Birth is a life event, it is not a medical event, however, for many women they don’t know how to experience birth as a life event as opposed to a medical event. Many women struggle to get in tune with their internal monitors, their internal judgement and rely on the external environment to tell them what they are or are not feeling.

Let me give you some examples of Medical Lingo used in Pregnancy and tell me honestly if you knew and understood these terms completely prior to now.

Gestation – How many weeks you are.

Primip/Multip – First time mumma/More than first time mumma

Geriatric – Been busy with career and life and now having kids at 35 or over.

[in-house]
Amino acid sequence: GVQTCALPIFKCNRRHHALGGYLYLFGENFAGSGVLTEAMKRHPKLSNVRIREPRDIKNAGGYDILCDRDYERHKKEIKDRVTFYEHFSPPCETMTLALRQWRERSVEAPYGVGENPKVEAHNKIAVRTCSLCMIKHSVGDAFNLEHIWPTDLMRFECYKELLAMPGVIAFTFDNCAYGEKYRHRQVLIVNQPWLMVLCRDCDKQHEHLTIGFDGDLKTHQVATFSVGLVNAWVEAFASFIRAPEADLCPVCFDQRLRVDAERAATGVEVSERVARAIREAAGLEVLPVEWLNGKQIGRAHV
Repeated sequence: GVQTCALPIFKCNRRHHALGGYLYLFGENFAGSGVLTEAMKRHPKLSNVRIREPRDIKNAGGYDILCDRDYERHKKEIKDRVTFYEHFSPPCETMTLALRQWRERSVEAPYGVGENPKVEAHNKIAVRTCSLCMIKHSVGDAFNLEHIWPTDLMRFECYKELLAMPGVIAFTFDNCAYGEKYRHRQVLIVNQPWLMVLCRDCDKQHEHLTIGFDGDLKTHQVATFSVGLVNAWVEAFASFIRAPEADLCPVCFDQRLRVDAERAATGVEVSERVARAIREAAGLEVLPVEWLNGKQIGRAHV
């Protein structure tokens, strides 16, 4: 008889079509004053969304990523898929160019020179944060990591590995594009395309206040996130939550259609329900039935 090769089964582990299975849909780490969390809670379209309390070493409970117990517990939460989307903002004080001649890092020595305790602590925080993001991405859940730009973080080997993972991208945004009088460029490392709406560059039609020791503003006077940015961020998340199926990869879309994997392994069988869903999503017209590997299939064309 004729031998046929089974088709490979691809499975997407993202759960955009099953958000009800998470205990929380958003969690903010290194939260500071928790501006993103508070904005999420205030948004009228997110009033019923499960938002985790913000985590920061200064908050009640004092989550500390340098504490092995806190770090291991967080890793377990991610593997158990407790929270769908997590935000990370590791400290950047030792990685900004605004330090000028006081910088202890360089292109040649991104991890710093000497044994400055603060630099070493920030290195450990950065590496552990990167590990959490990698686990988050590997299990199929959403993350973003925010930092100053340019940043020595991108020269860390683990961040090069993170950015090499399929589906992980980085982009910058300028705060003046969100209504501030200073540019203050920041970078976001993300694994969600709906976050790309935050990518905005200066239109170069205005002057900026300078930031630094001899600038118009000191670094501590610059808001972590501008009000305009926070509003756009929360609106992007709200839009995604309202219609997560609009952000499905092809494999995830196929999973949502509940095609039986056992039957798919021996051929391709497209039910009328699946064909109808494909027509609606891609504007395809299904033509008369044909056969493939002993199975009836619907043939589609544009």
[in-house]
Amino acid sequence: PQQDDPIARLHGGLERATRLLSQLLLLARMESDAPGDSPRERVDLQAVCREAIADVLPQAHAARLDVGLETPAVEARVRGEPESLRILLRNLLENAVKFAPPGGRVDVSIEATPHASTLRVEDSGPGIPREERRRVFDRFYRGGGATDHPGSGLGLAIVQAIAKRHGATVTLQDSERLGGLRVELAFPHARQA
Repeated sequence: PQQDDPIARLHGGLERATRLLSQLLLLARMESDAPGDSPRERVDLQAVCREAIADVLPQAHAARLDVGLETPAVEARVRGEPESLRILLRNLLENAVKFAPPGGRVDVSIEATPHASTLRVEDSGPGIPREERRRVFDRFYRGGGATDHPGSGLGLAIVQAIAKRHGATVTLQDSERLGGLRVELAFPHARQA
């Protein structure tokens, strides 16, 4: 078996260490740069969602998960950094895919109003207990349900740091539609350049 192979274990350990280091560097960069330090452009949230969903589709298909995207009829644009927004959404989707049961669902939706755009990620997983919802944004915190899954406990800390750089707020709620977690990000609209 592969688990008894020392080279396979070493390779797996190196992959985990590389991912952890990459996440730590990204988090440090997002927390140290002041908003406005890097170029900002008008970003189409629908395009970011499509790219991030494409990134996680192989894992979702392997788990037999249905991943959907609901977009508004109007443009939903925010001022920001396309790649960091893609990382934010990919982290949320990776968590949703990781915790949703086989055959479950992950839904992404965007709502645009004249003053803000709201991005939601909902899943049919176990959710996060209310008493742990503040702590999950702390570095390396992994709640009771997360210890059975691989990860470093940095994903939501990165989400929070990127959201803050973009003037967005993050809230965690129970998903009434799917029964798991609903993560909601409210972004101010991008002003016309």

Nuchal Translucency – An ultrasound performed between 11 and 14weeks gestation, whereby the sonographer will look at your baby and check all its limbs and organs that can be seen at this early stage. The main purpose of this scan is to see and measure the nuchal fold, the small portion of skin on the back of babies neck, this is combined with the results of a blood test to give a likelihood of some chromosomal abnormalities such as Trisomy 21 (Downs Syndrome), Trisomy 18 (Edwards Syndrome) and Trisomy 13 (Patau Syndrome). It will also determine a Papp-A (pregnancy associated plasma protein A) score in conjunction with your blood test results. This is linked to placenta function and if found to be low may be an indicator for your care provider to keep a slightly closer eye on your babies size and how your placenta is coping at the end of your pregnancy, you may be offered induction and growth scans which you can accept or decline.